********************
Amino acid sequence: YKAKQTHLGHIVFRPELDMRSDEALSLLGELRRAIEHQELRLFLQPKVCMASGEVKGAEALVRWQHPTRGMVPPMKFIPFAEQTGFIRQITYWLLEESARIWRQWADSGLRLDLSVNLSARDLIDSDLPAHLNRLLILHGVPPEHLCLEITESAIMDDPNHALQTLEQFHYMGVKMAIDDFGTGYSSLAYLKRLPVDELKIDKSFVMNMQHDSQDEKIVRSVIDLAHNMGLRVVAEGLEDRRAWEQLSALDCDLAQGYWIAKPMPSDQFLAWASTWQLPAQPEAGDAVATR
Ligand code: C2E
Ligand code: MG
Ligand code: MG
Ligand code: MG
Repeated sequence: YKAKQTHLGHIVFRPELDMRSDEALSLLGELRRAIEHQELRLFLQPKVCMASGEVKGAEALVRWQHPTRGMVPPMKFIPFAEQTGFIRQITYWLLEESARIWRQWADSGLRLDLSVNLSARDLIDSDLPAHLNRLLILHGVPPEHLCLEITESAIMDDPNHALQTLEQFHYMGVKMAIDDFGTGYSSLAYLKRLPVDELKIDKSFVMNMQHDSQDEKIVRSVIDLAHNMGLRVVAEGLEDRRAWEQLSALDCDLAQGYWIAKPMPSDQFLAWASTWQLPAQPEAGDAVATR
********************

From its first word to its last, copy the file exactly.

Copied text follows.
Amino acid sequence: YKAKQTHLGHIVFRPELDMRSDEALSLLGELRRAIEHQELRLFLQPKVCMASGEVKGAEALVRWQHPTRGMVPPMKFIPFAEQTGFIRQITYWLLEESARIWRQWADSGLRLDLSVNLSARDLIDSDLPAHLNRLLILHGVPPEHLCLEITESAIMDDPNHALQTLEQFHYMGVKMAIDDFGTGYSSLAYLKRLPVDELKIDKSFVMNMQHDSQDEKIVRSVIDLAHNMGLRVVAEGLEDRRAWEQLSALDCDLAQGYWIAKPMPSDQFLAWASTWQLPAQPEAGDAVATR
Ligand code: C2E
Ligand code: MG
Ligand code: MG
Ligand code: MG
Repeated sequence: YKAKQTHLGHIVFRPELDMRSDEALSLLGELRRAIEHQELRLFLQPKVCMASGEVKGAEALVRWQHPTRGMVPPMKFIPFAEQTGFIRQITYWLLEESARIWRQWADSGLRLDLSVNLSARDLIDSDLPAHLNRLLILHGVPPEHLCLEITESAIMDDPNHALQTLEQFHYMGVKMAIDDFGTGYSSLAYLKRLPVDELKIDKSFVMNMQHDSQDEKIVRSVIDLAHNMGLRVVAEGLEDRRAWEQLSALDCDLAQGYWIAKPMPSDQFLAWASTWQLPAQPEAGDAVATR